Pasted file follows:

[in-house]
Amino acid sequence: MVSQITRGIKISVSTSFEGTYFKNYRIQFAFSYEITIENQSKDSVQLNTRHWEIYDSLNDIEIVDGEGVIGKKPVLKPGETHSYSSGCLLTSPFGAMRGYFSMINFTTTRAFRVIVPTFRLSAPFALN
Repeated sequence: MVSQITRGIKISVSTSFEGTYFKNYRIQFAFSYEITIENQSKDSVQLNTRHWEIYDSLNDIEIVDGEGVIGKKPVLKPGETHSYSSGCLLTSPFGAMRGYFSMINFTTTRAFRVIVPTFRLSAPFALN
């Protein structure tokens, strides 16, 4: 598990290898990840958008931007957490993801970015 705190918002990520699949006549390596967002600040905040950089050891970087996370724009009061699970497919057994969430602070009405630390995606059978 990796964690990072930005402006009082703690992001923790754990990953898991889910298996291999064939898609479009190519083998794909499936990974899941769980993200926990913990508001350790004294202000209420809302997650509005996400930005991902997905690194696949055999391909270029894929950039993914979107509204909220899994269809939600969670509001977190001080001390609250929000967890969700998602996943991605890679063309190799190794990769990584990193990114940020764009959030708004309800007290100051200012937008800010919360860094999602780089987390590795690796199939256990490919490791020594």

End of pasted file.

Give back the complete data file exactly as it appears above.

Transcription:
[in-house]
Amino acid sequence: MVSQITRGIKISVSTSFEGTYFKNYRIQFAFSYEITIENQSKDSVQLNTRHWEIYDSLNDIEIVDGEGVIGKKPVLKPGETHSYSSGCLLTSPFGAMRGYFSMINFTTTRAFRVIVPTFRLSAPFALN
Repeated sequence: MVSQITRGIKISVSTSFEGTYFKNYRIQFAFSYEITIENQSKDSVQLNTRHWEIYDSLNDIEIVDGEGVIGKKPVLKPGETHSYSSGCLLTSPFGAMRGYFSMINFTTTRAFRVIVPTFRLSAPFALN
């Protein structure tokens, strides 16, 4: 598990290898990840958008931007957490993801970015 705190918002990520699949006549390596967002600040905040950089050891970087996370724009009061699970497919057994969430602070009405630390995606059978 990796964690990072930005402006009082703690992001923790754990990953898991889910298996291999064939898609479009190519083998794909499936990974899941769980993200926990913990508001350790004294202000209420809302997650509005996400930005991902997905690194696949055999391909270029894929950039993914979107509204909220899994269809939600969670509001977190001080001390609250929000967890969700998602996943991605890679063309190799190794990769990584990193990114940020764009959030708004309800007290100051200012937008800010919360860094999602780089987390590795690796199939256990490919490791020594």